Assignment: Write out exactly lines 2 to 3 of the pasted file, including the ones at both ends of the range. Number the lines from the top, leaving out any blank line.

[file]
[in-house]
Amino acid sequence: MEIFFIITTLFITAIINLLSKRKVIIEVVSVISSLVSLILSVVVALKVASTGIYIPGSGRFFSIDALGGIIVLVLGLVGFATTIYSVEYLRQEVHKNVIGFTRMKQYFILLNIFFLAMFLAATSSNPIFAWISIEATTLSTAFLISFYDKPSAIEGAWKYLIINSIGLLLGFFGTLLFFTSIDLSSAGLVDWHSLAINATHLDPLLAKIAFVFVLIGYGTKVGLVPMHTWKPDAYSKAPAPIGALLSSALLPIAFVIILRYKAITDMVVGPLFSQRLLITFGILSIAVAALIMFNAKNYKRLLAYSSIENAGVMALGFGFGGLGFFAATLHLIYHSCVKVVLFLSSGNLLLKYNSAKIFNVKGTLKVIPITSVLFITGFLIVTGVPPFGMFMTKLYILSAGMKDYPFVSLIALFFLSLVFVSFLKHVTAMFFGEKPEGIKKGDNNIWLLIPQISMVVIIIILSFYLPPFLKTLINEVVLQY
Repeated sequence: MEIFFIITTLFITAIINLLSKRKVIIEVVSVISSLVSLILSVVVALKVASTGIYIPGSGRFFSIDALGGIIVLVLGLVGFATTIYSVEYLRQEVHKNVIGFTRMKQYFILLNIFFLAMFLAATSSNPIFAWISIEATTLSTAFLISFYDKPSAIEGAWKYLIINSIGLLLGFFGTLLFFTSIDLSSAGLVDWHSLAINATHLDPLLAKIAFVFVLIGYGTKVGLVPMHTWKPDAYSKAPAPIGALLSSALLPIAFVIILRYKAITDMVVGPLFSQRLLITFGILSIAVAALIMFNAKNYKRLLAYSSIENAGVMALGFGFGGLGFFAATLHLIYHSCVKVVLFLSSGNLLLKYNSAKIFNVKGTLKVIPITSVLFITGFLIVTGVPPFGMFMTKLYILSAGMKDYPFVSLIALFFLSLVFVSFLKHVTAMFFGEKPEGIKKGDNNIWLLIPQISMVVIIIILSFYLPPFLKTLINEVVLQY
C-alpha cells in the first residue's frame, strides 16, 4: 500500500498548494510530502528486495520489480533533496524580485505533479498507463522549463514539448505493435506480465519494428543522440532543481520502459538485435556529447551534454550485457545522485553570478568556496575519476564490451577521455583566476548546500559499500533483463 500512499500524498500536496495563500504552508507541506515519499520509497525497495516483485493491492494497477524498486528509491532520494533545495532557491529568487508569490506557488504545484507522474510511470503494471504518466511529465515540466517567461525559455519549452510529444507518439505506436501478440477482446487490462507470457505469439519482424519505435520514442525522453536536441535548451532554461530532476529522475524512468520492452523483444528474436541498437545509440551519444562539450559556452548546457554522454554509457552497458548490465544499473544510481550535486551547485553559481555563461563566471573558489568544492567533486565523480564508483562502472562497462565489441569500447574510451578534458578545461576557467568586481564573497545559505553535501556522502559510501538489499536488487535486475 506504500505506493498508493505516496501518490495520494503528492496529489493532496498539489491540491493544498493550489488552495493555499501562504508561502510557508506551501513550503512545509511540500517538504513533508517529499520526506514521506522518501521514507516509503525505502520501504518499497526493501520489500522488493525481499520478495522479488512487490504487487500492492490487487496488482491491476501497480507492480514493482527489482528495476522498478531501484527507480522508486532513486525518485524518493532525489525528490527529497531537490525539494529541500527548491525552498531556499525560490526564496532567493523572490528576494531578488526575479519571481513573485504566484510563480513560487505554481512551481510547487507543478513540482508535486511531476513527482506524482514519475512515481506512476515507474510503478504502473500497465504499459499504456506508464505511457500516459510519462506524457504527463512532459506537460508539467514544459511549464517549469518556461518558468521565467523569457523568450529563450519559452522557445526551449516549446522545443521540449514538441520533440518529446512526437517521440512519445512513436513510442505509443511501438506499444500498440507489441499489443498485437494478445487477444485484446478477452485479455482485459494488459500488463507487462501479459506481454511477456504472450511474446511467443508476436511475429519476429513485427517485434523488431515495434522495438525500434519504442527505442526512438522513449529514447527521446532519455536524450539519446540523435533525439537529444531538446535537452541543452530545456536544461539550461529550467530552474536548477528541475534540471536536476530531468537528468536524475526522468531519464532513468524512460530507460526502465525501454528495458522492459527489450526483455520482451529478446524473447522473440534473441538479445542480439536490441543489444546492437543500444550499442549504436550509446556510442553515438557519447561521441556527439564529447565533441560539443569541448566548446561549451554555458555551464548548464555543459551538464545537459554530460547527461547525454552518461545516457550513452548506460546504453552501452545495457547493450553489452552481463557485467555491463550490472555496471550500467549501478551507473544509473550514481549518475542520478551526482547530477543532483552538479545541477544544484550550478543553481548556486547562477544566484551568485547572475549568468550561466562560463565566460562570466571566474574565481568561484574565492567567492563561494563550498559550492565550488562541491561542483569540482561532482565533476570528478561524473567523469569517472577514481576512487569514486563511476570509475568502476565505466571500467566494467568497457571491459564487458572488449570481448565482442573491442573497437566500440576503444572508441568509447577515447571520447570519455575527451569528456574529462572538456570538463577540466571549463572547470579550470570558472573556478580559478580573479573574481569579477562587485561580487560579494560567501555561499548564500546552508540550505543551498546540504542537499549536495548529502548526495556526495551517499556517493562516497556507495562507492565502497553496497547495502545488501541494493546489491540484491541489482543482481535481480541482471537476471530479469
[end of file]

Amino acid sequence: MEIFFIITTLFITAIINLLSKRKVIIEVVSVISSLVSLILSVVVALKVASTGIYIPGSGRFFSIDALGGIIVLVLGLVGFATTIYSVEYLRQEVHKNVIGFTRMKQYFILLNIFFLAMFLAATSSNPIFAWISIEATTLSTAFLISFYDKPSAIEGAWKYLIINSIGLLLGFFGTLLFFTSIDLSSAGLVDWHSLAINATHLDPLLAKIAFVFVLIGYGTKVGLVPMHTWKPDAYSKAPAPIGALLSSALLPIAFVIILRYKAITDMVVGPLFSQRLLITFGILSIAVAALIMFNAKNYKRLLAYSSIENAGVMALGFGFGGLGFFAATLHLIYHSCVKVVLFLSSGNLLLKYNSAKIFNVKGTLKVIPITSVLFITGFLIVTGVPPFGMFMTKLYILSAGMKDYPFVSLIALFFLSLVFVSFLKHVTAMFFGEKPEGIKKGDNNIWLLIPQISMVVIIIILSFYLPPFLKTLINEVVLQY
Repeated sequence: MEIFFIITTLFITAIINLLSKRKVIIEVVSVISSLVSLILSVVVALKVASTGIYIPGSGRFFSIDALGGIIVLVLGLVGFATTIYSVEYLRQEVHKNVIGFTRMKQYFILLNIFFLAMFLAATSSNPIFAWISIEATTLSTAFLISFYDKPSAIEGAWKYLIINSIGLLLGFFGTLLFFTSIDLSSAGLVDWHSLAINATHLDPLLAKIAFVFVLIGYGTKVGLVPMHTWKPDAYSKAPAPIGALLSSALLPIAFVIILRYKAITDMVVGPLFSQRLLITFGILSIAVAALIMFNAKNYKRLLAYSSIENAGVMALGFGFGGLGFFAATLHLIYHSCVKVVLFLSSGNLLLKYNSAKIFNVKGTLKVIPITSVLFITGFLIVTGVPPFGMFMTKLYILSAGMKDYPFVSLIALFFLSLVFVSFLKHVTAMFFGEKPEGIKKGDNNIWLLIPQISMVVIIIILSFYLPPFLKTLINEVVLQY